changes. Over Earth’s geologic history the spatial extent
and size of glaciers has expanded and shrunk numerous
times. As a result, glacial landforms can be found in
locations that currently have no active glaciers or glaciation
processes. Presently, glacial landforms occur in two distinct
geographic regions, high latitude polar environments and
high altitude mountain environments. In this section we will
explore glacial landforms from their present context and
from a historic look into the past.
Alpine Valley Glacier in Alaska.
ρi = ice density, h = ice thickness, β = ice-surface slope.
Hydrostatic pressure depends on the weight of the
overlying ice and is spread equally in all directions.
Shear stress depends upon the weight of the ice
and the slope of the ice surface
shear stress, τ0
Glaciers flow because ice deforms as a result of basal shear stress.
Driving and resisting stresses operating on a block of ice on an inclined slope.
Glacier flow is a combination of the deformation of the ice and the bed, and sliding of ice over its
bed. Glacier velocity therefore equals deformation plus basal sliding.
Glaciers flow because permanent deformation occurs as a result of strain in response to
stress. Strain may include deformation of the ice or the sediments at the ice-bed interface,
or sliding at the ice-bed interface. Resistance to strain depends on ice temperature, crystal
structure, bed roughness, debris content, water pressure and other factors.
Glen’s power flow law gives
the shear strain and applied
stress in ice:
ε is the strain rate, A and n
are constants, and τ is the
basal shear stress. The
constant n = 3
We have many glaciers in our country
moving down the slopes and valleys in
Himalayas. Higher reaches of Uttaranchal,
H. P. and J & K, are places to see some of
them. River Bhagirathi is basically fed by melt
waters from under the snout (Gaumukh) of
the Gangotri Glacier. In fact, Alkapuri
glacier feeds waters to Alakananda river.
Some glacial erosional and
depositional forms ( Spencer, 1962)
Karakoram range in the Himalaya
Major Landforms of India
1.Mountains – The Himalayan mountain range is a major landform in India. It
borders on the Northern part of India
Mount Everest is located in the Himalyan range.
The Aravalli range – This is situated in the western part of India and runs
about 800 km from the northeast to the south west, traversing Rajasthan.
2. Volcanoes – These are found in the Andaman Islands such as Barren
Islands, Baratang, Narcondam and Deccan Traps. The volcanoes are
dormant and active.
3. Glaciers – These are found in Jammu and Kashmir, Himachal Pradesh,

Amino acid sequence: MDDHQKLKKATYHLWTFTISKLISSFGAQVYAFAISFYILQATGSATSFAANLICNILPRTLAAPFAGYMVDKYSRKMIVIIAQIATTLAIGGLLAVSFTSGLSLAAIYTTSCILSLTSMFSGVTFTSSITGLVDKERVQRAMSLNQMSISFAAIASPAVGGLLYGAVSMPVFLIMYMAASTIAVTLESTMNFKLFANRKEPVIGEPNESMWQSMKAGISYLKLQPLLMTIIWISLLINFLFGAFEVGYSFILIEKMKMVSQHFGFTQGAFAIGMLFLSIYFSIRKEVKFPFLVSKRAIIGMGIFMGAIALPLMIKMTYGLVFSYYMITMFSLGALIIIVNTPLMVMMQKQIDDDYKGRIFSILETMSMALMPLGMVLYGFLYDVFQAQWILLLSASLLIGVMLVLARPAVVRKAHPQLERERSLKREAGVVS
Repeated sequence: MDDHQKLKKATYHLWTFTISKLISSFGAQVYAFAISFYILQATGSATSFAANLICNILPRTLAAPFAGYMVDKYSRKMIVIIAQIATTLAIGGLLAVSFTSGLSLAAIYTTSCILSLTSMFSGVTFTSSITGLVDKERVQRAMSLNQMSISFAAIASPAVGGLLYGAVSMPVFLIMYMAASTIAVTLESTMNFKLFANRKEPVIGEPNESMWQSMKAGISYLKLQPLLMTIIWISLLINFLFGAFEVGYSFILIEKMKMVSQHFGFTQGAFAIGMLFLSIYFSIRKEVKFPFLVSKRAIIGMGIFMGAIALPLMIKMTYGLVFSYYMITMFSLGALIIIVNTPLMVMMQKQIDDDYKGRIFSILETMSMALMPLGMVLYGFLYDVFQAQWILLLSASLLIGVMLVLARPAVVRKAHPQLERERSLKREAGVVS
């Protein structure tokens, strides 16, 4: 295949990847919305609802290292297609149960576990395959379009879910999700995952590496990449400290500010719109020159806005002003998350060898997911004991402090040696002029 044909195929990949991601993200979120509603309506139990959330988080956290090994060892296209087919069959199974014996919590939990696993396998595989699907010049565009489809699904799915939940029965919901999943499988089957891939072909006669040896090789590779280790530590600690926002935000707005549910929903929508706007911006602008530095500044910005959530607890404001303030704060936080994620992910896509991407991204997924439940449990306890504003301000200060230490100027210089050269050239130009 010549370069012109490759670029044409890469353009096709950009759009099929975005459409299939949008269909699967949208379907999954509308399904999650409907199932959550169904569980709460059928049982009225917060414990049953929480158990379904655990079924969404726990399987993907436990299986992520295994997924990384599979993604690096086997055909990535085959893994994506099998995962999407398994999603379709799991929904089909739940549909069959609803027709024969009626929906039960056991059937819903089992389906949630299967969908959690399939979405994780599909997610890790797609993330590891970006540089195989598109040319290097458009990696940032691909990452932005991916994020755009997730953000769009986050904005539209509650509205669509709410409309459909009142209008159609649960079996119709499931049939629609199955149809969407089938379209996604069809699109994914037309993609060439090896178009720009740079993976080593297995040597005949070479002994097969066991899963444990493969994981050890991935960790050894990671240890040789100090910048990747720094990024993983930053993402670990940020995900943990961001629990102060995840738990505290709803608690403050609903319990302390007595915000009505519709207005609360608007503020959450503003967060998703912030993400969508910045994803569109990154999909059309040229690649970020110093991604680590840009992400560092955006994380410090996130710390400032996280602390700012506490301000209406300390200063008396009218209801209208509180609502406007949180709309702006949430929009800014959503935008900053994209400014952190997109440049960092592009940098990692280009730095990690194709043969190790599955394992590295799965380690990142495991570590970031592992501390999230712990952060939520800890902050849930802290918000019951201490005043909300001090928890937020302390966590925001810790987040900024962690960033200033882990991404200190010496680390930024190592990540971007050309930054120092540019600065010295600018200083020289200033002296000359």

Uttarkhand and Sikkim. The Siachen glacier happens to be the largest
glacier outside of the polar region. It is the largest in the Himalayas -
Karakoram. It is in Jammu and Kashmir.
4. Valleys – The Damodar Valley in Jharkahand and West Bengal.
The Araku valley in Vishakapatnam in Andhra Pradesh
The Kashmir valley is very beautiful.
5. Deserts – The Thar Desert is the Great Indian Desert and lies in Rajasthan.
6. Islands – The Andaman Islands are very famous.
They are in the Bay of Bengal. The Nicobar islands
are in the eastern Indian Ocean.
7. Waterfalls – Famous water falls are Chitrakot which is 100 ft, Chattisgarh.
•Then you have the Kuntala Falls in Andhra Pradesh.
•The Dudhsagar Falls is 1,017 feet. Situated in Goa.
•The Jog Falls in Karnatka
8. Beaches – Goa, one comes across several beaches. Here, the Arambol
beach is famous as well as the Anjuna Beach and many more,
•The Vizag beach is famous in Andhra Pradesh.
• In Madras, the Marina beach and the Adyar beach are very popular
9. Plains – the Indo-Gangetic plain is very famous. It is extremely fertile and is
in the northern part of India. The Eastern coastal and Western coastal are other
regions which are part of the plains in India
India's geological features can be divided based on their formation in
different periods of the Geological Time Scale. Accordingly, India's
geographical land can be classified into
and into those that originated in
Pleistocene, Tertiary, and Pre-Cambrian Period
The Deccan Trap covers almost all of Maharashtra, a part of Gujarat,
Karnataka, MP and AP marginally.
Geologists believe that the Deccan Trap was formed as result of sub-aerial
volcanic activity associated with continental divergence in this part of the earth
during the Mesozoic era.
The rocks found in this region are generally of igneous type.
The Gondwana and Vindhyan include within its fold parts of Madhya
Pradesh, Chhattisgarh, Orissa, Andhra Pradesh, Maharashtra, Jammu and
Kashmir, Punjab, Himachal Pradesh, Rajasthan and Uttaranchal
The Gondwana Supergroup forms a unique sequence of fluviatile rocks
deposited in Permo-Carboniferous & Mesozoic times.
Damodar and Sone river valley and Rajmahal hills in the eastern India
are repositories of the Gondwana rocks.
The vast plateau mountains to the north of Narmada River in Madhya
Pradesh and the adjoining areas of Malwa Plateau and Gangetic Plains form
the Vindhyan cover. Here, the Deccan Trap and the alluvium conceal the
rocks. The lower Vindhyans (Semri Group) are dominantly limestones,
whereas the upper parts of the succession are mostly sandstones
Formations, which are of recent or Pleistocene origin, are found over
relatively large area of India. Parts of the geographical area of the states of
Uttar Pradesh, Rajasthan, Punjab, Gujarat, Madhya Pradesh, Tamil Nadu,
Andhra Pradesh, Orissa, Kerala, Karnataka, Maharashtra, Assam, Bihar and
Haryana come under this geological category